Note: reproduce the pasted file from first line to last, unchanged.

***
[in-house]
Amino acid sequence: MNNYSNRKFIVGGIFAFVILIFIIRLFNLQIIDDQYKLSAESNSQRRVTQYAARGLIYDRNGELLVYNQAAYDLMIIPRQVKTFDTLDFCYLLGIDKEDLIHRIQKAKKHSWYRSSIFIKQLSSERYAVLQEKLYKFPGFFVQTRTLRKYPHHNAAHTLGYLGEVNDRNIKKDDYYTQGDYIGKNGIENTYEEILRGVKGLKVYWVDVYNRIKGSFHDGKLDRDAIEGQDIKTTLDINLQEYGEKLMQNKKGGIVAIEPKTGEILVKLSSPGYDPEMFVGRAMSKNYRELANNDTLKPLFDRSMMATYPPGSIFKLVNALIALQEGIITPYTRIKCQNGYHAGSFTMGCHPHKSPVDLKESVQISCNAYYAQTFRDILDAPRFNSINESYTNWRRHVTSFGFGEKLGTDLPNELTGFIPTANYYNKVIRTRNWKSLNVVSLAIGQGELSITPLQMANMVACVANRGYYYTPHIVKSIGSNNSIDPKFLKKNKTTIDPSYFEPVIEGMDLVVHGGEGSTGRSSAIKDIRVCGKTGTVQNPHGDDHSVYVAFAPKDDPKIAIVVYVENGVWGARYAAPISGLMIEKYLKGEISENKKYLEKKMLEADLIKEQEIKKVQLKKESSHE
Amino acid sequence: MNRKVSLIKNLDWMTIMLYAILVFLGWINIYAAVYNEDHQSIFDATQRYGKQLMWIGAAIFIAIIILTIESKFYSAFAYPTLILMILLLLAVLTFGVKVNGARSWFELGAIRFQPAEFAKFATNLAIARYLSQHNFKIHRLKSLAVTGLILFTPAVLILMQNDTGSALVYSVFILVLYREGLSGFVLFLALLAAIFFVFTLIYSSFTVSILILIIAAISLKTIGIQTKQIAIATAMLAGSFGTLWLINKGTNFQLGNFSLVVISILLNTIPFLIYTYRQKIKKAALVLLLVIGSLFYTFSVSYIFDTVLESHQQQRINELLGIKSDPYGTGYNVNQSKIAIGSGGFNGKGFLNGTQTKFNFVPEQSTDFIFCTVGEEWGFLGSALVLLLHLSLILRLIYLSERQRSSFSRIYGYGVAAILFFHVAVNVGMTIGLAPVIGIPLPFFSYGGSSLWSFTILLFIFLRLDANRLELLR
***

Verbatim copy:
[in-house]
Amino acid sequence: MNNYSNRKFIVGGIFAFVILIFIIRLFNLQIIDDQYKLSAESNSQRRVTQYAARGLIYDRNGELLVYNQAAYDLMIIPRQVKTFDTLDFCYLLGIDKEDLIHRIQKAKKHSWYRSSIFIKQLSSERYAVLQEKLYKFPGFFVQTRTLRKYPHHNAAHTLGYLGEVNDRNIKKDDYYTQGDYIGKNGIENTYEEILRGVKGLKVYWVDVYNRIKGSFHDGKLDRDAIEGQDIKTTLDINLQEYGEKLMQNKKGGIVAIEPKTGEILVKLSSPGYDPEMFVGRAMSKNYRELANNDTLKPLFDRSMMATYPPGSIFKLVNALIALQEGIITPYTRIKCQNGYHAGSFTMGCHPHKSPVDLKESVQISCNAYYAQTFRDILDAPRFNSINESYTNWRRHVTSFGFGEKLGTDLPNELTGFIPTANYYNKVIRTRNWKSLNVVSLAIGQGELSITPLQMANMVACVANRGYYYTPHIVKSIGSNNSIDPKFLKKNKTTIDPSYFEPVIEGMDLVVHGGEGSTGRSSAIKDIRVCGKTGTVQNPHGDDHSVYVAFAPKDDPKIAIVVYVENGVWGARYAAPISGLMIEKYLKGEISENKKYLEKKMLEADLIKEQEIKKVQLKKESSHE
Amino acid sequence: MNRKVSLIKNLDWMTIMLYAILVFLGWINIYAAVYNEDHQSIFDATQRYGKQLMWIGAAIFIAIIILTIESKFYSAFAYPTLILMILLLLAVLTFGVKVNGARSWFELGAIRFQPAEFAKFATNLAIARYLSQHNFKIHRLKSLAVTGLILFTPAVLILMQNDTGSALVYSVFILVLYREGLSGFVLFLALLAAIFFVFTLIYSSFTVSILILIIAAISLKTIGIQTKQIAIATAMLAGSFGTLWLINKGTNFQLGNFSLVVISILLNTIPFLIYTYRQKIKKAALVLLLVIGSLFYTFSVSYIFDTVLESHQQQRINELLGIKSDPYGTGYNVNQSKIAIGSGGFNGKGFLNGTQTKFNFVPEQSTDFIFCTVGEEWGFLGSALVLLLHLSLILRLIYLSERQRSSFSRIYGYGVAAILFFHVAVNVGMTIGLAPVIGIPLPFFSYGGSSLWSFTILLFIFLRLDANRLELLR